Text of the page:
Find yourself in downtown Auckland at lunch time, and you will see the place filled with workers enjoying café society. In the evening, the city is awash with the noise of Aucklanders out to have a good time. Columbus Coffee roasts their own, so sit down in this beautifully designed café and breathe in the heady aroma. Step into the Occidental on Vulcan Lane and you are in Belgium. There is a good selection of imported beers on tap here that you can enjoy accompanied with a massive bowl of green-lipped mussels. The local watering hole, the Shakespeare Tavern on Albert Street, brews its own award-winning ale.
The city also boasts numerous food courts, where you will find the meeting of many cuisines under one roof. If you are on a budget then this is the way to do it. Food Alley on Albert Street is the best place for Asian food, with Thai, Chinese, Korean, Japanese, Indian, Malaysian and Indonesian all on the menu. Downstairs at the Force Entertainment Center there is another food court with a blend of European and Asian cuisine, albeit in more upmarket surroundings.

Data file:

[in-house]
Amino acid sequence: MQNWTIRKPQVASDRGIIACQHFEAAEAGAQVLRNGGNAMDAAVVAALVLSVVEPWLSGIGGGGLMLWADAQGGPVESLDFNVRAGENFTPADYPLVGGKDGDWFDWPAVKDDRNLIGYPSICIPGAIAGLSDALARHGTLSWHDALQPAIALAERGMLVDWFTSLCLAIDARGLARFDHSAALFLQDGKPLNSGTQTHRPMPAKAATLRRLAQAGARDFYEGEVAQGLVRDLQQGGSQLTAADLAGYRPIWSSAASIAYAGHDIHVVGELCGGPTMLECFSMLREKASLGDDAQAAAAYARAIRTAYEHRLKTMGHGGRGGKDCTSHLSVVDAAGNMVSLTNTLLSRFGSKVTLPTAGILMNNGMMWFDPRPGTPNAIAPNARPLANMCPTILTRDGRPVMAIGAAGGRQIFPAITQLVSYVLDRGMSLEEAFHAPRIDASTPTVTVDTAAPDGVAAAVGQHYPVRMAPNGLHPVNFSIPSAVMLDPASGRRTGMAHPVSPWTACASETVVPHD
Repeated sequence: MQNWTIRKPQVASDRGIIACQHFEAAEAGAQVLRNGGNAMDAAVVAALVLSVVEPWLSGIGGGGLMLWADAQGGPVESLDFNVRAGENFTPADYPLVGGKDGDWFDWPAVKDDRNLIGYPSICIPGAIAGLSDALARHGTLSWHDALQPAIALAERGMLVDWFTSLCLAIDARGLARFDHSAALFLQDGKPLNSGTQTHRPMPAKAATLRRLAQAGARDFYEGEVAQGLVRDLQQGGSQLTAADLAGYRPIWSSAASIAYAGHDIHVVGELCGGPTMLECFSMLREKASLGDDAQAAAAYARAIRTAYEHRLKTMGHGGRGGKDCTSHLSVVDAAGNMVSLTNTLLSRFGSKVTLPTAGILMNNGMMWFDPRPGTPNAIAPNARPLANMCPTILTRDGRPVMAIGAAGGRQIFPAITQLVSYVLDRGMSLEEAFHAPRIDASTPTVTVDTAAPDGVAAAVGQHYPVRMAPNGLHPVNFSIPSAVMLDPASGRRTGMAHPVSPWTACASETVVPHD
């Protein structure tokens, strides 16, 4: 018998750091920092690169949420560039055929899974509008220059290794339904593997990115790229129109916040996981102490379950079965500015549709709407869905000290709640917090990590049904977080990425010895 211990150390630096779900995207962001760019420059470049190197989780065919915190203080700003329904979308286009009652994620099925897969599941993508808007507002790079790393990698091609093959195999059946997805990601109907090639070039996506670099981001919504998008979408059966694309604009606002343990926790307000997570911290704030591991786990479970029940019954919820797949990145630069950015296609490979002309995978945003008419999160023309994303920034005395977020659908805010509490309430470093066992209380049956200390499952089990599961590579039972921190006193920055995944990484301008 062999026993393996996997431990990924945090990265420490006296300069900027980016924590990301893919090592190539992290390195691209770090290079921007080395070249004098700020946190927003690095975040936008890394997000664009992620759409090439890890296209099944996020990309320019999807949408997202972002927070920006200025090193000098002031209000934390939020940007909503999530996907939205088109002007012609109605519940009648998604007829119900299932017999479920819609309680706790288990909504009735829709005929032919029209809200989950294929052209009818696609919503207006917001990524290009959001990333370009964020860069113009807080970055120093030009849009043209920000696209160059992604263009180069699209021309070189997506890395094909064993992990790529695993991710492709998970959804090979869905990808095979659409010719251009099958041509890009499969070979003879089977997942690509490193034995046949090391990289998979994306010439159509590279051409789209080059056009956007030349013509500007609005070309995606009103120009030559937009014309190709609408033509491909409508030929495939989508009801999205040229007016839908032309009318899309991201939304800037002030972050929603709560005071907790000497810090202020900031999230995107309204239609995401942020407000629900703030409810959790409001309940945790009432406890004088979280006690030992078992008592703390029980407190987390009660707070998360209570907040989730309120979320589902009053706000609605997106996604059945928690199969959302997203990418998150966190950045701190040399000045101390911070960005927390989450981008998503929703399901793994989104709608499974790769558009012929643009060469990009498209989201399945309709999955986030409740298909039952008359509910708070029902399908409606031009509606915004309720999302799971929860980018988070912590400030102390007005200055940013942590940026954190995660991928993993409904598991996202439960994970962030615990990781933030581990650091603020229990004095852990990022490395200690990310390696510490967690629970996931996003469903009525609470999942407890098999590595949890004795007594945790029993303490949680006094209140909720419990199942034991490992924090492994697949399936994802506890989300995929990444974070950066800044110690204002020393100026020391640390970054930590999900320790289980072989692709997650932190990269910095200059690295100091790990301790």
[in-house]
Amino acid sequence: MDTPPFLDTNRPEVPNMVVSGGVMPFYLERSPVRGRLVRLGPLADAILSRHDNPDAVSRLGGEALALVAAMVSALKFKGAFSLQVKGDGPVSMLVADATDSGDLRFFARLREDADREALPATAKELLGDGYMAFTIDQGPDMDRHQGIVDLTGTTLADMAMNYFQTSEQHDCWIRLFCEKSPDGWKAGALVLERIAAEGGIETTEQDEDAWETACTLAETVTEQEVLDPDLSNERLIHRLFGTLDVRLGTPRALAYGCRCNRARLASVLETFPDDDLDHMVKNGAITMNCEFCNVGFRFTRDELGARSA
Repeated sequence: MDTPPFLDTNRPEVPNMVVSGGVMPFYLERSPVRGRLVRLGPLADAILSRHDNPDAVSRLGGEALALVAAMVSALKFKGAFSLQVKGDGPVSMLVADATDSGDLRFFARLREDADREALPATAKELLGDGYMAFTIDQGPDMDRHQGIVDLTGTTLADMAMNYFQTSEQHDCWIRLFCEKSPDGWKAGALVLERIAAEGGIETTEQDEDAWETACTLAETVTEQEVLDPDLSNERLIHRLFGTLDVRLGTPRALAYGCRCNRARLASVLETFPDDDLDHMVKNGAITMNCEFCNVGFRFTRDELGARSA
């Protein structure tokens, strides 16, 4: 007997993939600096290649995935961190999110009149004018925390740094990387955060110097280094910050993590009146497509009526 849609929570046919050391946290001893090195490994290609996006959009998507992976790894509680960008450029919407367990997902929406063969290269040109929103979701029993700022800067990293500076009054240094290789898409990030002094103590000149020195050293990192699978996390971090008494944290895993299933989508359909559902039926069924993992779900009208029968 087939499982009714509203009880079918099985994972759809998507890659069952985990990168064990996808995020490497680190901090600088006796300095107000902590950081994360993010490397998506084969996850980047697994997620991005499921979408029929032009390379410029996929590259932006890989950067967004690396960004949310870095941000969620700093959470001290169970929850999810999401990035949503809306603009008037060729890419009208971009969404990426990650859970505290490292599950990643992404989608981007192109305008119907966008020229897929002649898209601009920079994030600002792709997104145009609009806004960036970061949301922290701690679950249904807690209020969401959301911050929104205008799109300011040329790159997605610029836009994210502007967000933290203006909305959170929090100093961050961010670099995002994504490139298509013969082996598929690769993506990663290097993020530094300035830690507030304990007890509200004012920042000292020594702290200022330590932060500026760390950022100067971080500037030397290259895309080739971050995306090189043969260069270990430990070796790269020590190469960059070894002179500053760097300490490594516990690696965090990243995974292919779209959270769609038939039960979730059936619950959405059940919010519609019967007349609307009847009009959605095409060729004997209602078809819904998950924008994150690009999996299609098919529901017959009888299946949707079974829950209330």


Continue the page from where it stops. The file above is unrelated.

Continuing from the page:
Hosting the America's Cup in 1999 and 2000 totally rejuvenated Auckland's downtown and waterfront area with a myriad of new places to eat and drink springing up as a result. Evenings and weekends find the streets and wharves around the Viaduct Harbour swarming with Aucklanders as they enjoy a relatively new side to their city.
Do not miss the establishments along Prince's Wharf, in particular Euro, which consistently rates highly in the "Best of Auckland" awards. Just around the corner is Leftfield, an immense sports bar and restaurant with televisions and stadium-style seating. For the carnivore, Wildfire is a Brazilian-style eatery, boasting succulent spitfire roasted beef, lamb and seafood. For a real seafood extravaganza, wander over to to Kermadec in the Viaduct Quay complex. This well established, high end restaurant puts the Pacific on a plate in dining rooms overlooking the water.
Just remember, however, these enclaves and eateries are just the tip of the culinary iceberg. There is much more to be discovered if you dig a little deeper, for example Waiheke Island, jewel of the Hauraki Gulf, with its vineyards and sea-view cafés. A trip to the suburbs of Newmarket, Devonport, Takapuna, Herne Bay and Mission Bay will reap many culinary rewards.